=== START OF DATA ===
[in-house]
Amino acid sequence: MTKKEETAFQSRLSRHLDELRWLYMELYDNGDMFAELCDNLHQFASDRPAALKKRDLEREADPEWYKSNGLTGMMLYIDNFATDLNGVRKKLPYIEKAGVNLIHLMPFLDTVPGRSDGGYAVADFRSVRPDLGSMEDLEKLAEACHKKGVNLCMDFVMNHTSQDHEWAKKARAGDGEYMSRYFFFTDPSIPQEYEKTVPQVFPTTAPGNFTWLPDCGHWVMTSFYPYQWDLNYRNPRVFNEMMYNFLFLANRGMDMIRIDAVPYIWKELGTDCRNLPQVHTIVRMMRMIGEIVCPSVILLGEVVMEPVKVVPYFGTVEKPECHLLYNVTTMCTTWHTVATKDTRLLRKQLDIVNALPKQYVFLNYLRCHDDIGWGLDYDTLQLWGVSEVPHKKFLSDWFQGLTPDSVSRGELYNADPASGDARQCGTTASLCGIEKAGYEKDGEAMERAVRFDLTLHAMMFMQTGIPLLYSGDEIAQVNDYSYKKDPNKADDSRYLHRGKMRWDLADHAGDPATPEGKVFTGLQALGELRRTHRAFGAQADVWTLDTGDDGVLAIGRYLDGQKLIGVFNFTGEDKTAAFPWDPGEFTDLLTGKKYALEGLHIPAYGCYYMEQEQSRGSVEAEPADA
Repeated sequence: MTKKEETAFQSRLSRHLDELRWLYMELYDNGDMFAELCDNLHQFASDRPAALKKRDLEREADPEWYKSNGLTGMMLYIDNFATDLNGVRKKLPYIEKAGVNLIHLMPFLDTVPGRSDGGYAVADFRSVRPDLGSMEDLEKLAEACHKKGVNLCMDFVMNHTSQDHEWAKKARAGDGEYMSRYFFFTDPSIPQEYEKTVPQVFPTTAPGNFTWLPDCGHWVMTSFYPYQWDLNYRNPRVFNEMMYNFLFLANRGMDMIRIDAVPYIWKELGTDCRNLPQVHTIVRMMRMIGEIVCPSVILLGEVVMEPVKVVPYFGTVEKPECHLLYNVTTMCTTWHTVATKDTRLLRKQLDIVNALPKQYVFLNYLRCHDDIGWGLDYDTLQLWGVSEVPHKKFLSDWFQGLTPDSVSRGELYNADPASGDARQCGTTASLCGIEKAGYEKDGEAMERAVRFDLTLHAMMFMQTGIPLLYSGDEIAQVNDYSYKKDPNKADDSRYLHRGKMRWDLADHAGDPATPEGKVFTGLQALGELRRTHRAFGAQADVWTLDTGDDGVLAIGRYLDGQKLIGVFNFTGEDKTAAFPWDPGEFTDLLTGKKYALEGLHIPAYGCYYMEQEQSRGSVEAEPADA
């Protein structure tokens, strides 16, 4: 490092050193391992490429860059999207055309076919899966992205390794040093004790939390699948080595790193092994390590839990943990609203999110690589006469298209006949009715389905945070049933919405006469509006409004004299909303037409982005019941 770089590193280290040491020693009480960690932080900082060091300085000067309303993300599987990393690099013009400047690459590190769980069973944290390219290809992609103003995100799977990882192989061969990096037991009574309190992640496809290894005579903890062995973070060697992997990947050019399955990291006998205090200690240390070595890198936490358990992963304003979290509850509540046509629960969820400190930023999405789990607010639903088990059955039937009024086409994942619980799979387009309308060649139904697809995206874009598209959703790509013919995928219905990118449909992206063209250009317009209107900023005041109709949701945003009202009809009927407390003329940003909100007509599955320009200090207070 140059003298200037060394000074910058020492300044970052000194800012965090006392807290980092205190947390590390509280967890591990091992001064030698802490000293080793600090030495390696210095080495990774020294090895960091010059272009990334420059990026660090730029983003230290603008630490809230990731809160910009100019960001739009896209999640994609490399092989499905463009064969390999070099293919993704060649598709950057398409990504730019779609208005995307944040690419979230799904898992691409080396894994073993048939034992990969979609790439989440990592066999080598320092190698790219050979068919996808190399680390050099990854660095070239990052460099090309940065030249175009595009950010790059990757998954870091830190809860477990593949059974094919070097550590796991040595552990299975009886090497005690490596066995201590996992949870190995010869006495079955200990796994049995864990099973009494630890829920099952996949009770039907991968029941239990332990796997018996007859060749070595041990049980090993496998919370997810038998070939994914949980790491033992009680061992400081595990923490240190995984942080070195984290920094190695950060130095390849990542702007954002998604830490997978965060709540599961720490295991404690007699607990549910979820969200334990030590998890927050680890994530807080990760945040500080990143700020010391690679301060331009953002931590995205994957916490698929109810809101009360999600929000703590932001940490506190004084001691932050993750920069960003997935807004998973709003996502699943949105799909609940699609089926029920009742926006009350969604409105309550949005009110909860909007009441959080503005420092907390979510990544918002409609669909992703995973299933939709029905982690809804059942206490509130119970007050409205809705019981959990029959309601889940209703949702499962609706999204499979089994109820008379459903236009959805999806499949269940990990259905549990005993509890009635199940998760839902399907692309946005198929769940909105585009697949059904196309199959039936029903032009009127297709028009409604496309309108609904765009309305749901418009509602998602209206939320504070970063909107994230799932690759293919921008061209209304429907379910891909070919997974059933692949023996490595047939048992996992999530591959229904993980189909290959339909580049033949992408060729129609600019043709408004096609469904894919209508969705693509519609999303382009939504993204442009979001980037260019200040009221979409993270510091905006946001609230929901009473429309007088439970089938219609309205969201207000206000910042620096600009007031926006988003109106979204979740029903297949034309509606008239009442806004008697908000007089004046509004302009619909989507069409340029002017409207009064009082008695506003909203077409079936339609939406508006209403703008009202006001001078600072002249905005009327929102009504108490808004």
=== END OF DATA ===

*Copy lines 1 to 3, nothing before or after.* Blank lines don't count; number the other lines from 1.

[in-house]
Amino acid sequence: MTKKEETAFQSRLSRHLDELRWLYMELYDNGDMFAELCDNLHQFASDRPAALKKRDLEREADPEWYKSNGLTGMMLYIDNFATDLNGVRKKLPYIEKAGVNLIHLMPFLDTVPGRSDGGYAVADFRSVRPDLGSMEDLEKLAEACHKKGVNLCMDFVMNHTSQDHEWAKKARAGDGEYMSRYFFFTDPSIPQEYEKTVPQVFPTTAPGNFTWLPDCGHWVMTSFYPYQWDLNYRNPRVFNEMMYNFLFLANRGMDMIRIDAVPYIWKELGTDCRNLPQVHTIVRMMRMIGEIVCPSVILLGEVVMEPVKVVPYFGTVEKPECHLLYNVTTMCTTWHTVATKDTRLLRKQLDIVNALPKQYVFLNYLRCHDDIGWGLDYDTLQLWGVSEVPHKKFLSDWFQGLTPDSVSRGELYNADPASGDARQCGTTASLCGIEKAGYEKDGEAMERAVRFDLTLHAMMFMQTGIPLLYSGDEIAQVNDYSYKKDPNKADDSRYLHRGKMRWDLADHAGDPATPEGKVFTGLQALGELRRTHRAFGAQADVWTLDTGDDGVLAIGRYLDGQKLIGVFNFTGEDKTAAFPWDPGEFTDLLTGKKYALEGLHIPAYGCYYMEQEQSRGSVEAEPADA
Repeated sequence: MTKKEETAFQSRLSRHLDELRWLYMELYDNGDMFAELCDNLHQFASDRPAALKKRDLEREADPEWYKSNGLTGMMLYIDNFATDLNGVRKKLPYIEKAGVNLIHLMPFLDTVPGRSDGGYAVADFRSVRPDLGSMEDLEKLAEACHKKGVNLCMDFVMNHTSQDHEWAKKARAGDGEYMSRYFFFTDPSIPQEYEKTVPQVFPTTAPGNFTWLPDCGHWVMTSFYPYQWDLNYRNPRVFNEMMYNFLFLANRGMDMIRIDAVPYIWKELGTDCRNLPQVHTIVRMMRMIGEIVCPSVILLGEVVMEPVKVVPYFGTVEKPECHLLYNVTTMCTTWHTVATKDTRLLRKQLDIVNALPKQYVFLNYLRCHDDIGWGLDYDTLQLWGVSEVPHKKFLSDWFQGLTPDSVSRGELYNADPASGDARQCGTTASLCGIEKAGYEKDGEAMERAVRFDLTLHAMMFMQTGIPLLYSGDEIAQVNDYSYKKDPNKADDSRYLHRGKMRWDLADHAGDPATPEGKVFTGLQALGELRRTHRAFGAQADVWTLDTGDDGVLAIGRYLDGQKLIGVFNFTGEDKTAAFPWDPGEFTDLLTGKKYALEGLHIPAYGCYYMEQEQSRGSVEAEPADA